PKC activation increases synaptic Ser880-phosphorylated GluR2 as well as synaptic targeting of PICK1
Interestingly, activation of PKC by treatment of the neurons with 0.2 μm phorbol esters dramatically increased the phosphorylation of GluR2 in the spine heads or in the spine necks, a thread-like extrusion from the dendritic shafts, as well as in the dendritic shafts (Fig. 5 b). The appearance of synaptic Ser880-phosphorylated GluR2 subunits was observed as early as 5 min after TPA treatment (data not shown). In addition, double staining of neurons with anti-GluR2-pS880 and anti-synaptophysin or anti-NR1 antibodies showed colocalization of the Ser880-phosphorylated GluR2 subunits with synaptophysin and NR1 at spiny synapses after TPA treatment (Fig. 5 d,f). PKC activation dramatically increased the number of synaptic clusters of Ser880-phosphorylated GluR2 [control = 1 ± 0.1 per 100 μm dendrite (n = 36); TPA = 41 ± 1.0 per 100 μm dendrite (n = 40); p < 0.001] (Fig. 5 g). In contrast, the total number of GluR2 synaptic clusters, which were detected by the phosphorylation-independent anti-GluR2 N-terminal antibodies, did not change significantly [control = 44 ± 1.5 per 100 μm dendrite (n = 15); TPA = 42 ± 1.6 per 100 μm dendrite (n = 20); p > 0.05] (Fig.5 g). Similarly, there was no statistically significant change in the total number of NR1 synaptic clusters [control = 44 ± 2.0 per 100 μm dendrite (n = 10); TPA = 45 ± 3.7 per 100 μm dendrite (n = 10);p > 0.05] (Fig. 5 g).
Because Ser880-phosphorylated GluR2 binds to PICK1 but not to GRIP1, we also examined the subcellular localization of phosphorylated GluR2 in relation to the distribution of GRIP1 and PICK1 in rat hippocampal neurons using immunocytochemical techniques. PICK1 colocalized with Ser880-phosphorylated GluR2 in the dendrites, but under these conditions, very little PICK1 was observed at the spiny synapses (Fig.6 a). This is inconsistent with our previous results where we saw that PICK1 was localized to synapses (Xia et al., 1999). However, we have recently found that the synaptic localization of PICK1 is quite variable, depending on culture conditions, and is regulated by PKC. As shown in Figure 6 b, PKC activation caused a dramatic redistribution of PICK1 with the Ser880-phosphorylated GluR2 subunits to dendritic spines (Fig.6 b). Phorbol ester treatment significantly increased the number of synaptic PICK1 clusters [control = 1 ± 0.4 per 100 μm dendrite (n = 16); TPA = 38 ± 2.2 per 100 μm dendrite (n = 15); p < 0.001] (Fig. 6 c). These results demonstrate that PKC activation increases the phosphorylation of synaptic GluR2 and induces a redistribution of the level of PICK1 at excitatory synapses.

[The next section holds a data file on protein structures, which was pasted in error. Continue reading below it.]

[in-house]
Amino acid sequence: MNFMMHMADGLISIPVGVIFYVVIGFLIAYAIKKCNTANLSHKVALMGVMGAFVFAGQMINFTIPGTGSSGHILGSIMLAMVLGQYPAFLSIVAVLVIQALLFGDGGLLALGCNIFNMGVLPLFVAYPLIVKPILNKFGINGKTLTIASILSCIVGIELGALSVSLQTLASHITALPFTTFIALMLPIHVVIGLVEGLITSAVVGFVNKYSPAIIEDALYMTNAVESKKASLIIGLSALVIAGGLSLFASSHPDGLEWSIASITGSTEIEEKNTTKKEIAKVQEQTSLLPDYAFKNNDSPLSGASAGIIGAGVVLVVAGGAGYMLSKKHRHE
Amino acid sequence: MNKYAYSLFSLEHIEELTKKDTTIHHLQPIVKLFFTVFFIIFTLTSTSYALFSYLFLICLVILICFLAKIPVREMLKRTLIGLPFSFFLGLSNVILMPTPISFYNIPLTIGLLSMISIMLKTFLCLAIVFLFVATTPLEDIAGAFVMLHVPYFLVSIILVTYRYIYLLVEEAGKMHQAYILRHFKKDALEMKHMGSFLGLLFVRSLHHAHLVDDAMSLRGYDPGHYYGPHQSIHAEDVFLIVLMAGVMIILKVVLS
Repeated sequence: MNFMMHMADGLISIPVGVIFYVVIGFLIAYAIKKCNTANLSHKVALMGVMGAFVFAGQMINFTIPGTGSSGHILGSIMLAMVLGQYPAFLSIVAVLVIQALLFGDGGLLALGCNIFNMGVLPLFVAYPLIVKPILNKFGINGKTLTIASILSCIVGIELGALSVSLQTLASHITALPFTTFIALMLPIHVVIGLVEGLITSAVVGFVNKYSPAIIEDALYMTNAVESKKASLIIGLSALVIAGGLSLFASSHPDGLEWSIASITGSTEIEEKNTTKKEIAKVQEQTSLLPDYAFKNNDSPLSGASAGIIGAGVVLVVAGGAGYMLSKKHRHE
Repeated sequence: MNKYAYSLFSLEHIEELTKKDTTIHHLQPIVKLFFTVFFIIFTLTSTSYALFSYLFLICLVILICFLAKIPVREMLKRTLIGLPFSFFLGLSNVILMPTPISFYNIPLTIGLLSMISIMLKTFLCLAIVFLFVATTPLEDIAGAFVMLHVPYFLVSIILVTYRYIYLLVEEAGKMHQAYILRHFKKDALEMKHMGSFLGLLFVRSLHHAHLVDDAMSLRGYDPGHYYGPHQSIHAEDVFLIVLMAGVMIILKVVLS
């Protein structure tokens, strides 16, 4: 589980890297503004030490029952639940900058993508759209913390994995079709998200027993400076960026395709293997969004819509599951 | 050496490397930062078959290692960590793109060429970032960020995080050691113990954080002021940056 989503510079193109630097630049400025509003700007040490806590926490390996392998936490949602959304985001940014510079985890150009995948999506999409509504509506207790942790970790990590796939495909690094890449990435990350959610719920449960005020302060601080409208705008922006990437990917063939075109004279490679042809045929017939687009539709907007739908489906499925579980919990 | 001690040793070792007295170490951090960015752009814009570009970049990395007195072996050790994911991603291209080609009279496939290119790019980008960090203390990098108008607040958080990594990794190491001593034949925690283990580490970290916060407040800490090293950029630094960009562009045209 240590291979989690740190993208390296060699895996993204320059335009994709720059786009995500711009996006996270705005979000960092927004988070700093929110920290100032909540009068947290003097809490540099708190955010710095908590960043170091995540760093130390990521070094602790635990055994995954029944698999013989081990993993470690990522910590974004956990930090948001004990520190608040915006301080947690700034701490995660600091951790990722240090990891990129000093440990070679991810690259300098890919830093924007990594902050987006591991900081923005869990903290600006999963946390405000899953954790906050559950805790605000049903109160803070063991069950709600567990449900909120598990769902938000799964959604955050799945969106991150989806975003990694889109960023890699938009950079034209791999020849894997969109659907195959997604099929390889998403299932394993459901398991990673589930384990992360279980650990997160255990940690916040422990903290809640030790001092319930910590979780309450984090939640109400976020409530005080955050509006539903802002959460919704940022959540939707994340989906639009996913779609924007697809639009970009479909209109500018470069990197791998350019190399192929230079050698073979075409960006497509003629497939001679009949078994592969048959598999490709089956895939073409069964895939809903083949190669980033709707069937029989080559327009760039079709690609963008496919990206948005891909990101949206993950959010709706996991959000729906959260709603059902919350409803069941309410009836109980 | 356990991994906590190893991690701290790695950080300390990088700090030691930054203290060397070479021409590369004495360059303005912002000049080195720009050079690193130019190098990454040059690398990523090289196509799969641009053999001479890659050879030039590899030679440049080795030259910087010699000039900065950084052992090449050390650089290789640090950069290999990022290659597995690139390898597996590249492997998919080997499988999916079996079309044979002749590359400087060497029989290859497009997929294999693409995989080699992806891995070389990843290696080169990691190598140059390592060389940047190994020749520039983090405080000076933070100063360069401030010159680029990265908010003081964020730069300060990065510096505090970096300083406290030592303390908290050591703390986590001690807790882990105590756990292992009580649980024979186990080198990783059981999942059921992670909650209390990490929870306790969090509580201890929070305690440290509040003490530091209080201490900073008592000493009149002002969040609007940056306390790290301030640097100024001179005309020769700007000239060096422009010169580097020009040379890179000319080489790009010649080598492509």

Previous studies have shown that GRIP1 colocalizes with total GluR2 at some synapses (Dong et al., 1997, 1999). However, double-labeling neurons with antibodies against GRIP1 and Ser880-phosphorylated GluR2 showed that GRIP1 did not colocalize well with Ser880-phosphorylated GluR2 both in the dendrites and the spiny synapses (Fig.6 d). PKC activation had little effect on the subcellular localization of GRIP1, causing colocalization of GRIP1 with some Ser880-phosphorylated GluR2 subunits at spiny synapses (Fig.6 e). Quantification shows a small but not significant decrease in the number of synaptic GRIP1 clusters after PKC activation [control = 21 ± 1.6 per 100 μm dendrite (n = 7); TPA = 18 ± 1.8 per 100 μm dendrite (n = 8); p > 0.05] (Fig.6 f).
PKC activation induces internalization of GluR2
The Ser880 phosphorylation of synaptic GluR2 as well as PICK1 mobilization to synapses after PKC activation may be involved in surface membrane trafficking of AMPA receptors. To test this hypothesis, we measured the internalized surface GluR2 subunits after TPA treatment in cortical neuron cultures using a reversible surface biotinylation technique. Neurons were first labeled with biotin at 4°C, followed by the TPA treatment for 15 min at 37°C to allow membrane trafficking. Neurons were put back at 4°C to stop membrane trafficking, and the biotin remaining on the surface was cleaved by treatment with the reducing agent glutathione. At this step, only the internalized surface proteins were protected from the reducing agent and remained biotinylated. The biotinylated internalized surface molecules were then purified on avidin-conjugated resin and analyzed by quantitative immunoblot analysis using anti-GluR2-C-terminal antibodies. The amount of the surface GluR2, which was internalized after PKC stimulation, was quantified by comparing the amounts of biotinylated protein before and after glutathione reduction and presented as the percentage of the amount of total surface GluR2. In this analysis, we found that PKC activation dramatically increased the level of internalized surface GluR2 subunits (control = 2.0 ± 0.7%, n = 8; TPA = 17.0 ± 1.1%,n = 8, t test: p < 0.001) (Fig. 7 a). In addition, the immunoblot analysis using anti-GluR2-pS880 antibody demonstrated that the internalized GluR2 subunits after TPA stimulation were phosphorylated at serine-880. These results suggest that GluR2 phosphorylation at serine-880 may regulate the internalization rate of GluR2.